Kenyan students have beaten their counterparts from four African countries in a HIV/Aids poster competition, where their drawings came tops.
Patrick Ismael Liewa, whose parents died of the disease when he was six years led contestants from Kenya, Tanzania, Rwanda and Swaziland.
The students took part in the President’s emergency plan for Aids relief (Pepfar) World Aids Day poster contest.
Six Kenyans were among the 11 finalists, with Liewa, 20, from Siaya’s Ukwala Boys High School taking the top prize and 20-year-old David Niwewe from Rwanda taking the second prize.
Another Kenyan, 15-year-old Felix Owino Odhiambo, who is a Form One student at Ndenga Secondary School, also in Siaya County, was third overall.
The winners, who were drawn from three age groups between five and 20 years, received prizes at the US embassy in Nairobi Thursday, where ambassador Robert Godec was the chief guest.
Pepfar, an initiative of the US government to assist those living with HIV and Aids, launched the World Aids Day poster contest last year to educate the youth against risky sexual behaviour that could expose them to the virus.
“When I was six years old, I could not tell what had killed my parents, and now that I know, I am willing to make a difference,” Liewa said.
His drawing portrayed an older generation that had been ravaged by the disease contrasted with a younger group that had apparently overcome it, and were living free of the disease due to increased awareness.
Mr Godec said the posters created by the students would be part of a global awareness campaign against HIV and Aids.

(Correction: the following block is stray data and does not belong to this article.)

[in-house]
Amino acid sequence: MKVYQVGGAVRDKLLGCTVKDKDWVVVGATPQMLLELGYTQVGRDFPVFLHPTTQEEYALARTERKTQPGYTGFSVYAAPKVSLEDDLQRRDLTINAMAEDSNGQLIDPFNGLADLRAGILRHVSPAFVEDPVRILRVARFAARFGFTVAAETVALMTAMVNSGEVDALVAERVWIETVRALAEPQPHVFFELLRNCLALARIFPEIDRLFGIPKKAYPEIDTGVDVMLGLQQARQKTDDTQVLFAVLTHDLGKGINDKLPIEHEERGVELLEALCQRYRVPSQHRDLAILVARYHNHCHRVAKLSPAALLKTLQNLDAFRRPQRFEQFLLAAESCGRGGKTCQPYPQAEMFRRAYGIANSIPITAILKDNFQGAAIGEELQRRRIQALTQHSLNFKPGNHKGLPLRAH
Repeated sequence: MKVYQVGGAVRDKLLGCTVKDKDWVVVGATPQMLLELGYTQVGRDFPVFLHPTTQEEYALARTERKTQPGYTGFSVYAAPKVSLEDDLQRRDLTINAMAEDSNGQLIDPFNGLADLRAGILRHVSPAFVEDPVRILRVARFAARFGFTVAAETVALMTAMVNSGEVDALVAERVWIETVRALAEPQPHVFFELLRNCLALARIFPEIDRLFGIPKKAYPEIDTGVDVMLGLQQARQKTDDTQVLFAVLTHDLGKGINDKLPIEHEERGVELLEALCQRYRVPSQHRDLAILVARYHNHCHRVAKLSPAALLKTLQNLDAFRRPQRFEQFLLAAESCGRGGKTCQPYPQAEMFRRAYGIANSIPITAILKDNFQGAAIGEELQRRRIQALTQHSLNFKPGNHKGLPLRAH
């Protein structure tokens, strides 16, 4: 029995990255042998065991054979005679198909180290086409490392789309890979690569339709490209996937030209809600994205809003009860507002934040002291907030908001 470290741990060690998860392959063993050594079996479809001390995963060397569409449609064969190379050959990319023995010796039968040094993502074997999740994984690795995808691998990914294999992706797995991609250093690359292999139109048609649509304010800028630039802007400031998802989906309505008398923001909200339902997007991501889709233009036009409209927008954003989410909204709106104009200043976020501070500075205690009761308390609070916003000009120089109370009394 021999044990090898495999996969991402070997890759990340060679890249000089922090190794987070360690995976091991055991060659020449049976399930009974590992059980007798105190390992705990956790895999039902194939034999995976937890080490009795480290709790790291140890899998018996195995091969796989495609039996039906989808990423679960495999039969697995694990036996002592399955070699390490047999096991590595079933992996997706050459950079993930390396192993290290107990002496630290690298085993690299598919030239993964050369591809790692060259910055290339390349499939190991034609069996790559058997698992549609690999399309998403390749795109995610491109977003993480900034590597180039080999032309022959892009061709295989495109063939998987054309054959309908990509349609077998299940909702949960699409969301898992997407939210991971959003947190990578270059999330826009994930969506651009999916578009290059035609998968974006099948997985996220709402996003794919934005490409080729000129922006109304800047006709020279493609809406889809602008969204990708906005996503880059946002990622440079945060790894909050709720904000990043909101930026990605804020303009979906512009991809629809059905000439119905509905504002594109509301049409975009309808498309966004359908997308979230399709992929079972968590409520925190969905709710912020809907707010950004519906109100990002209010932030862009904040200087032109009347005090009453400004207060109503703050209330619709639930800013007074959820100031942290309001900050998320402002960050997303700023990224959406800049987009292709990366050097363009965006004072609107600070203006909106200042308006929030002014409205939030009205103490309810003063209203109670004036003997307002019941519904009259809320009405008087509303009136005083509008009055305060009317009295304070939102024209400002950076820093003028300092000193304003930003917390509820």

He noted that Kenya was “turning the page in combating the disease”, as infections rates had reduced drastically.
He attributed the reduction to scientific breakthroughs in the HIV and Aids war, political commitment and determination in the shared goal that an Aids-free generation could be achieved.
“Make no mistake, your accomplishments are impressive and would be part of a global campaign to combat HIV/Aids, one of the worst pandemics of our time,” he said.
According to the Ministry of Health figures, the country had already achieved targets set for 2015 to reduce new infections by 50 per cent, with people being infected reducing from 166,000 in 2007 to 91,000 in 2012.
However, out of the 1.4 million Kenyans infected, only 620,000 were on anti-retroviral (ARVs) therapy, with Pepfar, the Ministry of Health and other stakeholders working to ensure those out of the loop were brought under medication.
The National Aids Control Council (NACC) deputy director in charge of coordination and support, Dr Sobbe Mulindi, said most patients who tested positive in hospitals failed to go to health centres where they were referred to for medication and counselling.
“We are facing challenges from patients who test positive but fail to go for referrals in hospitals where they are advised to go,” he said.
He said NACC was working with other stakeholders to help close the gap between when patients are diagnosed and the time they are advised to go for referrals to ensure as many of them as possible were put on medication.